There are new fears the Arctic ‘Doomsday Vault’ may not be exempt from the threats of climate change after 2016’s record global temperatures saw meltwater flood the gene bank’s entrance.
According to The Guardian, last year was the hottest on record globally, with warmer winter temperatures in the Arctic causing rainfalls and melting. The Global Seed Vault, located on the Norwegian island of Spitsbergen, holds millions of seed samples of some of the world’s most vital food sources. Created in 2008, it serves as an insurance policy for our survival, safeguarding against wars or natural disasters wiping out global food crops.
Whilst the seeds require temperatures below -18 degrees Celsius, in February, Spitsbergen recorded winter temperatures as high as 6.8C. The Norwegian Government admitted warming temperatures around the vault had not been properly considered. “It was not in our plans to think that the permafrost would not be there and that it would experience extreme weather like that,” Here Njaa Aschim from Public Construction and Property agency said. “A lot of water went into the start of the tunnel and then it froze to ice, so it was like a glacier when you went in.”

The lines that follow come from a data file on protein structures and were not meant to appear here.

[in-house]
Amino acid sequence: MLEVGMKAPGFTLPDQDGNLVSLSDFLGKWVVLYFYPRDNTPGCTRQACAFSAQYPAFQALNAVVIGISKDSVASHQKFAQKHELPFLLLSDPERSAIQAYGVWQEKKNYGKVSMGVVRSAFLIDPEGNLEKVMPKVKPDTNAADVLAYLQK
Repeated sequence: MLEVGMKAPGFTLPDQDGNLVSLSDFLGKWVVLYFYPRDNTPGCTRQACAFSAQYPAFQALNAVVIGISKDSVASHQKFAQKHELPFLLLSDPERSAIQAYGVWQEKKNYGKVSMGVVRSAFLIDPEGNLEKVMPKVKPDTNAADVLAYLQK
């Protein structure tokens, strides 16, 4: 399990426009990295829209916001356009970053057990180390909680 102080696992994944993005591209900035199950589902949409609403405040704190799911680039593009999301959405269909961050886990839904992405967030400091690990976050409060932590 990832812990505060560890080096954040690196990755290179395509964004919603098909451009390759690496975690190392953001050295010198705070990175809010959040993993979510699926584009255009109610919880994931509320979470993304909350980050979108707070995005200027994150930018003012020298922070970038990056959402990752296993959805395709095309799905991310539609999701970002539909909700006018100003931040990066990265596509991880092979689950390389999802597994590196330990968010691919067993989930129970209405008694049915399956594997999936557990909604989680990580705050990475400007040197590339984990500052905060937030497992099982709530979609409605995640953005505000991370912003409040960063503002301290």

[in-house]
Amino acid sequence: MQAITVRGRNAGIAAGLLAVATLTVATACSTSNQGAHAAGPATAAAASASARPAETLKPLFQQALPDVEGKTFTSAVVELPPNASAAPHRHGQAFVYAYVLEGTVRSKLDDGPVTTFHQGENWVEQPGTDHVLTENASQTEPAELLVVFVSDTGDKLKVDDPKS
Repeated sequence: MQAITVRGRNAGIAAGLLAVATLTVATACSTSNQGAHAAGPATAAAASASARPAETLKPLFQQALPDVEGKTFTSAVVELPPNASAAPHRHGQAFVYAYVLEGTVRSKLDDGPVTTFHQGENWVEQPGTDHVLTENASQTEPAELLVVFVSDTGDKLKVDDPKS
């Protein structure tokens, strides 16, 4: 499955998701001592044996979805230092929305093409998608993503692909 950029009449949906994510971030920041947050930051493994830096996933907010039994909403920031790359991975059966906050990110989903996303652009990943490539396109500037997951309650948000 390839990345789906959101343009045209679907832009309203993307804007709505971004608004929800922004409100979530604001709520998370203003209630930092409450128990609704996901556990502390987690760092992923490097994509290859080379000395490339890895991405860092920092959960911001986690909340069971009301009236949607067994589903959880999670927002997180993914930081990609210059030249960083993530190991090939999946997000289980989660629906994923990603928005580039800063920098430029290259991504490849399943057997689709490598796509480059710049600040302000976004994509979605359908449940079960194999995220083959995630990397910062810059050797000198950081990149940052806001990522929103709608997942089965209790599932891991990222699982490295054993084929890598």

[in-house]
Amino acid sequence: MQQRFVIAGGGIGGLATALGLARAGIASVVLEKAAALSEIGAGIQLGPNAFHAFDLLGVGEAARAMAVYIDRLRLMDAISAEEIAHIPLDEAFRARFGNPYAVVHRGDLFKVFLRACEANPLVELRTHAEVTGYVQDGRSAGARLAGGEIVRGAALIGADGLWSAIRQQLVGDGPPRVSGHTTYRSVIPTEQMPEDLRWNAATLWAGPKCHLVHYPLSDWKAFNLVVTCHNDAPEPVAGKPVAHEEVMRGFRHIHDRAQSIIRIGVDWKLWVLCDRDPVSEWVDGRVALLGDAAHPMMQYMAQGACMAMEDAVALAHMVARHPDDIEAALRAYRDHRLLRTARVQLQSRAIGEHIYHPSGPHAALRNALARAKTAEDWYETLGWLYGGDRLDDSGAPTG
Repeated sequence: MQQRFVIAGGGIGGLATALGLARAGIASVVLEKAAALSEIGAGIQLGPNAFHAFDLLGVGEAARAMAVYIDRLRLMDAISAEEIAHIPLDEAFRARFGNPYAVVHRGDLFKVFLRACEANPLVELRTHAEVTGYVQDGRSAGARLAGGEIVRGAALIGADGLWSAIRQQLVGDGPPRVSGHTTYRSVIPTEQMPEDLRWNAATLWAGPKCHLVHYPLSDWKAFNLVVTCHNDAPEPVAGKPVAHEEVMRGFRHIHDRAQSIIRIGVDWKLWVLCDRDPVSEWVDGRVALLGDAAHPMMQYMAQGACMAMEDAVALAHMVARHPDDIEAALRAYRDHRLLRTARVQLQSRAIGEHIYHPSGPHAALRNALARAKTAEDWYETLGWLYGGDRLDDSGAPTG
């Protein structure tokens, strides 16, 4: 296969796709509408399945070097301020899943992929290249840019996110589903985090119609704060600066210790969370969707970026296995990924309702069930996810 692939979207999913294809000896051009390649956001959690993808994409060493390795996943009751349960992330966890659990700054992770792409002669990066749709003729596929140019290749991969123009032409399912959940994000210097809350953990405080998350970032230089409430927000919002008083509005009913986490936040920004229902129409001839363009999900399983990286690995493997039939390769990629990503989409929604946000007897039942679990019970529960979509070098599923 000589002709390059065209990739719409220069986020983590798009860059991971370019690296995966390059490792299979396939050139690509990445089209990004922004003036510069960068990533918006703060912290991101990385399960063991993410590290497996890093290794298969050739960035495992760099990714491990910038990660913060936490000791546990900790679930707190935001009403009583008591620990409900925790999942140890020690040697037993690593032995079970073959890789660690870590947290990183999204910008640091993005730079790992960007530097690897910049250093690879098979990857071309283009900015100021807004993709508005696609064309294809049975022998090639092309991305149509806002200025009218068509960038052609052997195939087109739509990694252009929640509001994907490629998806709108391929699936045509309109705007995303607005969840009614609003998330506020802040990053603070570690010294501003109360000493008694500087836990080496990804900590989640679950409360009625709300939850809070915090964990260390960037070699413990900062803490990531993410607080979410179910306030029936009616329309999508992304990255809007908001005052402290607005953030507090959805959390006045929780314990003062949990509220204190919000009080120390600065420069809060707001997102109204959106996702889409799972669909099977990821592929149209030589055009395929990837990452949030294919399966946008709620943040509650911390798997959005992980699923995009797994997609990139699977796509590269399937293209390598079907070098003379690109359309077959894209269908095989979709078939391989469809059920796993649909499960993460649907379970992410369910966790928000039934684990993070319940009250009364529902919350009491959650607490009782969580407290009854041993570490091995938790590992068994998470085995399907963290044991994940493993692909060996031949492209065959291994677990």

Ms Aschim said, in addition to a research project to monitor the permafrost, other measures were being taken to prevent water entering the vault. “Removing heat sources, creating draining ditches to prevent water accumulating around the access tunnel,” she added. A waterproof wall would also be constructed inside the tunnel for additional protection.